A kiss-off to over-the-top greed?

June 15, 2007

images-14.jpegSome critics of footnoted like to accuse us of being against making money just because we often poke at overpaid (and over-perked) executives. But nothing could be further from the truth. Indeed, there’s lots of highly paid executives that footnoted ignores — or, perhaps even better, awards a rare gold star to — because they’re also delivering for their investors.

Take the top executives at aQuantive (AQNT). Last month, Microsoft (MSFT) announced that it planned to spend $6 billion to buy the company, sending the stock up nearly 80%. Earlier this week, when aQuantive filed its merger proxy, it became clear that the company’s top executives will make a lot of money on the deal: CEO Brian McAndrews will walk away with $137 million and COO and co-founder Michael Galgon will get $44.6 million. But unlike a lot of other executives whose companies are purchased, generating huge windfalls for top executives (North Fork Bank and Gillette are two that come to mind), Mssrs. McAndrews and Galgon are not counting on someone else to pay what’s likely to be a hefty tax bill.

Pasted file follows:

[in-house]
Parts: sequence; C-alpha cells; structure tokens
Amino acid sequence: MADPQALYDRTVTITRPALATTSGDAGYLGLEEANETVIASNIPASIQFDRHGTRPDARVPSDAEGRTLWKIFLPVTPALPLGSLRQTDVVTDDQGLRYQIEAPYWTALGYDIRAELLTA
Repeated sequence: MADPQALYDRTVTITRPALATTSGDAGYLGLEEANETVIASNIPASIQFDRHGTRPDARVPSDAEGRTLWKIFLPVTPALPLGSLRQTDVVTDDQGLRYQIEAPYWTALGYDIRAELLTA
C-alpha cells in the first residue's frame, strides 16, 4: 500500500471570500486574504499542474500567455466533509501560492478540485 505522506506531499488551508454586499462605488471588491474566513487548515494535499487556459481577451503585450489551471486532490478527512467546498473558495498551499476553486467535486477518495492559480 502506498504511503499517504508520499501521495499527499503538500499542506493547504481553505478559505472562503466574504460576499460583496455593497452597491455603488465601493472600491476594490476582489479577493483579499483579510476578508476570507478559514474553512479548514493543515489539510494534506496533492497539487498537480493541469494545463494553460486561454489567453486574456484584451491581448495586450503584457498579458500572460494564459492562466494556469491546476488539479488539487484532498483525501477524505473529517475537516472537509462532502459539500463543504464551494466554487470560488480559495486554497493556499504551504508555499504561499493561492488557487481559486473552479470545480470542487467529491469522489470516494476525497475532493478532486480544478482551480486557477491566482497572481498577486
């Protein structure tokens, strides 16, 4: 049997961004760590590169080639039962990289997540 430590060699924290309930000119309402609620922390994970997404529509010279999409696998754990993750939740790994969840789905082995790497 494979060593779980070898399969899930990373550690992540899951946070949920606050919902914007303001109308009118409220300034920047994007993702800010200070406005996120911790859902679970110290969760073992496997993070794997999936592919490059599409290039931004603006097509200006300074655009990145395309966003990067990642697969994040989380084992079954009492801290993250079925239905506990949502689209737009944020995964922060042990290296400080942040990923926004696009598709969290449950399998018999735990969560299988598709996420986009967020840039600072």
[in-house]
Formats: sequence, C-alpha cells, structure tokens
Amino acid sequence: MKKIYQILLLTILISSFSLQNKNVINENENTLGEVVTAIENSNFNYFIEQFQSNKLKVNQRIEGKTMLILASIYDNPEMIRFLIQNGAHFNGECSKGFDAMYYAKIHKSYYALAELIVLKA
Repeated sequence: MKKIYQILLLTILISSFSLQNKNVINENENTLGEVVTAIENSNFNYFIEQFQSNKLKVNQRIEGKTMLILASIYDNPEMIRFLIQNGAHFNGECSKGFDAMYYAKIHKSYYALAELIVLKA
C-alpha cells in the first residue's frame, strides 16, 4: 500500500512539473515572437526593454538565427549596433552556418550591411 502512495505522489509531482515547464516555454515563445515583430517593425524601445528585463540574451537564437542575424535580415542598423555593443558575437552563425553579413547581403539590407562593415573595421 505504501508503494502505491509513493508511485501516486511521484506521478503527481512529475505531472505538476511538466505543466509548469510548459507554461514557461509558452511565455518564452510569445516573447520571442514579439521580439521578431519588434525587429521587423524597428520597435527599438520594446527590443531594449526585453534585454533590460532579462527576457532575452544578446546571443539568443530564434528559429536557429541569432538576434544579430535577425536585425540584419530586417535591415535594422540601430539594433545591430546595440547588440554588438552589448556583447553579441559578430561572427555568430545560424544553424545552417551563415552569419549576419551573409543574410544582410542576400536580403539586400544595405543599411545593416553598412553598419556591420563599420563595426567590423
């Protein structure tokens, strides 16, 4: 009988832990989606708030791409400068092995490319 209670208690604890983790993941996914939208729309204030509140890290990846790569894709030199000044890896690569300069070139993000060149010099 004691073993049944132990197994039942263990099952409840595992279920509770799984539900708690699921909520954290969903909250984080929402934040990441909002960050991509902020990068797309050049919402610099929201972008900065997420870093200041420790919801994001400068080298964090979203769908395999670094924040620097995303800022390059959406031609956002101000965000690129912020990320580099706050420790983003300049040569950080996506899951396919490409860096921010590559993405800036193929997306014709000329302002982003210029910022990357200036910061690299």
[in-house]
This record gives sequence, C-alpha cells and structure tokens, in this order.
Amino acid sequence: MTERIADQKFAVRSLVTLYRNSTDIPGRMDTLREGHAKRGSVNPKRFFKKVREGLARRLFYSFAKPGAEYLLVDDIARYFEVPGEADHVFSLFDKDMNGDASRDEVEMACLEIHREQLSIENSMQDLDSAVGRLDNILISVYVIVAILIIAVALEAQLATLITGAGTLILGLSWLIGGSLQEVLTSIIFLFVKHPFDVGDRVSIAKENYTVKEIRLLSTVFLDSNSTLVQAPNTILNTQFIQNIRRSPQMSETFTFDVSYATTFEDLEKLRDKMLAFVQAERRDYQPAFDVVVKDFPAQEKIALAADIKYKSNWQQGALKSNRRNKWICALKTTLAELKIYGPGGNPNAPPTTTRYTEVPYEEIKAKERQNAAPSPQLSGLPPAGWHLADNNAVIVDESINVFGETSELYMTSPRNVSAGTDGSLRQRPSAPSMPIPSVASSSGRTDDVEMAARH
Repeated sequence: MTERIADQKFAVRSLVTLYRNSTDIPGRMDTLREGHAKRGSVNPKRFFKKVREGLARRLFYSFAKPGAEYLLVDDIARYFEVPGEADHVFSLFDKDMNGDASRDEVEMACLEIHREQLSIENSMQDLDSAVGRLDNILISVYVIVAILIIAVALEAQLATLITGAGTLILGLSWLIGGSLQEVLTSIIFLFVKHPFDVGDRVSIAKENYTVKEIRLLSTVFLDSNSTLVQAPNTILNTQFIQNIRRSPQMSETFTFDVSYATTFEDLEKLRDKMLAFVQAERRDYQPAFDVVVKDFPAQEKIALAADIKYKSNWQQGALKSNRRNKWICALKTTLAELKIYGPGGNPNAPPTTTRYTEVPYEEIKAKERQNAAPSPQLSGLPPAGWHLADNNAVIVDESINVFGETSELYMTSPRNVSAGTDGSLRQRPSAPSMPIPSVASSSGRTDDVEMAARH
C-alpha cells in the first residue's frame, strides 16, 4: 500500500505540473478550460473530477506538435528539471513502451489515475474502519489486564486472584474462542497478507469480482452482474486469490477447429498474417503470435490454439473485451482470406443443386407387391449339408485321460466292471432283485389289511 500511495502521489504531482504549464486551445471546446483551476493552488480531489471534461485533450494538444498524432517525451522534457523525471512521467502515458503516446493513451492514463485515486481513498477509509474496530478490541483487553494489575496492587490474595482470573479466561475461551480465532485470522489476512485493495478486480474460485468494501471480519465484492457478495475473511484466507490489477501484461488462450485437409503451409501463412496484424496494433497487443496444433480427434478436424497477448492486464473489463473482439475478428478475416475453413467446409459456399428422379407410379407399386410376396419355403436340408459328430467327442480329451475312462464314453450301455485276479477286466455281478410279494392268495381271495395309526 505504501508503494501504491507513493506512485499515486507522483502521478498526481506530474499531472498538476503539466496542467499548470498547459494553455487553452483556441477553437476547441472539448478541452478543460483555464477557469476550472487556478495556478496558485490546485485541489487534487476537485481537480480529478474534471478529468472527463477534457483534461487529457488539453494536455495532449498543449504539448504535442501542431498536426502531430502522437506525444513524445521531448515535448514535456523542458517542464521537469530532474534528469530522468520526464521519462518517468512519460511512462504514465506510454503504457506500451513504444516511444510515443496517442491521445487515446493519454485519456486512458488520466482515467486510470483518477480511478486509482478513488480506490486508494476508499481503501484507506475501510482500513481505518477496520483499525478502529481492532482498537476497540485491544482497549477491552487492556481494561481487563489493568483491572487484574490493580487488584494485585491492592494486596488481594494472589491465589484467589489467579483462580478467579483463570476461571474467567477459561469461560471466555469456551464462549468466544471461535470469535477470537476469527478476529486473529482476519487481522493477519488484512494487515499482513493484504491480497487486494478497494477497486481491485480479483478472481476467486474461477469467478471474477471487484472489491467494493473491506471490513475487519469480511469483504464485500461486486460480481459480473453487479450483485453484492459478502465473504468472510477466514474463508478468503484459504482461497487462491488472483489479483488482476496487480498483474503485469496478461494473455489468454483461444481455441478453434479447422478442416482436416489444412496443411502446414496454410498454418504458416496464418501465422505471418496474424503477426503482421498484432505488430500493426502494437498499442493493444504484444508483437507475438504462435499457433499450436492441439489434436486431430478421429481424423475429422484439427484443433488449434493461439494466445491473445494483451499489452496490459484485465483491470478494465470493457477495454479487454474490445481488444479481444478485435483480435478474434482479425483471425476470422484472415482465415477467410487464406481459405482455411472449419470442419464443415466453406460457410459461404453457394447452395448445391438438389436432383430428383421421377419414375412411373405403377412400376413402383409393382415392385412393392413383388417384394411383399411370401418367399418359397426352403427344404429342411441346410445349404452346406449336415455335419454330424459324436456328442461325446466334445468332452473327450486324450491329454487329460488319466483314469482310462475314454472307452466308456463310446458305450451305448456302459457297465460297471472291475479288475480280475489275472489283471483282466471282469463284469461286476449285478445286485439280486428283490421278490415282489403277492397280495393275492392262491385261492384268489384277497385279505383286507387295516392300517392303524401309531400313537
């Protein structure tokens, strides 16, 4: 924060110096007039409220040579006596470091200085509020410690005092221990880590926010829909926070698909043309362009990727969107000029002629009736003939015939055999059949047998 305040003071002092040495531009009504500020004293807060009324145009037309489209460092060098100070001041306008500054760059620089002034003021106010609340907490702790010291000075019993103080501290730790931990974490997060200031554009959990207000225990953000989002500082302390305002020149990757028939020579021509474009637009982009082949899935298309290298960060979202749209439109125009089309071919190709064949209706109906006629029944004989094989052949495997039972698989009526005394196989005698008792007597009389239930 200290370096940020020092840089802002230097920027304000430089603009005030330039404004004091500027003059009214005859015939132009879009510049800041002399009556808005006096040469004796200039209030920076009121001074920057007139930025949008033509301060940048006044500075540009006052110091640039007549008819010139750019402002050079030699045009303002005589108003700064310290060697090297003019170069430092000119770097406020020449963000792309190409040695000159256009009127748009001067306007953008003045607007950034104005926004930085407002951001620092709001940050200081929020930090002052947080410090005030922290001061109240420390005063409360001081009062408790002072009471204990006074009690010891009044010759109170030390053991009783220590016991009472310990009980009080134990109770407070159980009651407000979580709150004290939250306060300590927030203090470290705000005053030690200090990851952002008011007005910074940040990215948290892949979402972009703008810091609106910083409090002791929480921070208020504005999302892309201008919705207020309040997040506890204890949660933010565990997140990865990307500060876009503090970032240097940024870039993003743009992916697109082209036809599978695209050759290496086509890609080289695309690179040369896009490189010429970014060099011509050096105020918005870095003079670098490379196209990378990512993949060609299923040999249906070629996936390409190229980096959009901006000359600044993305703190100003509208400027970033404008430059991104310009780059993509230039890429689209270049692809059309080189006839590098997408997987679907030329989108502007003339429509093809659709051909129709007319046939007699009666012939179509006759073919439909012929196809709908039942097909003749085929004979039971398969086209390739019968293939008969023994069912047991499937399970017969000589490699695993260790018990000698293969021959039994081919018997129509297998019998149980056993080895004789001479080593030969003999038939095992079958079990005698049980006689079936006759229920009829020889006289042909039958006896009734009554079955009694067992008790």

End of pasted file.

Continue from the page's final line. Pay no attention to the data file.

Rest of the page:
That’s right: there’s no gross-up clause in their contracts. Unfortunately, the no gross-up is still pretty rare, as we footnoted last week. But it’s definitely a step in the right direction. Making a lot of money when the company you’ve poured your soul into is sold isn’t the problem. Expecting someone else to cover the tax bill is.

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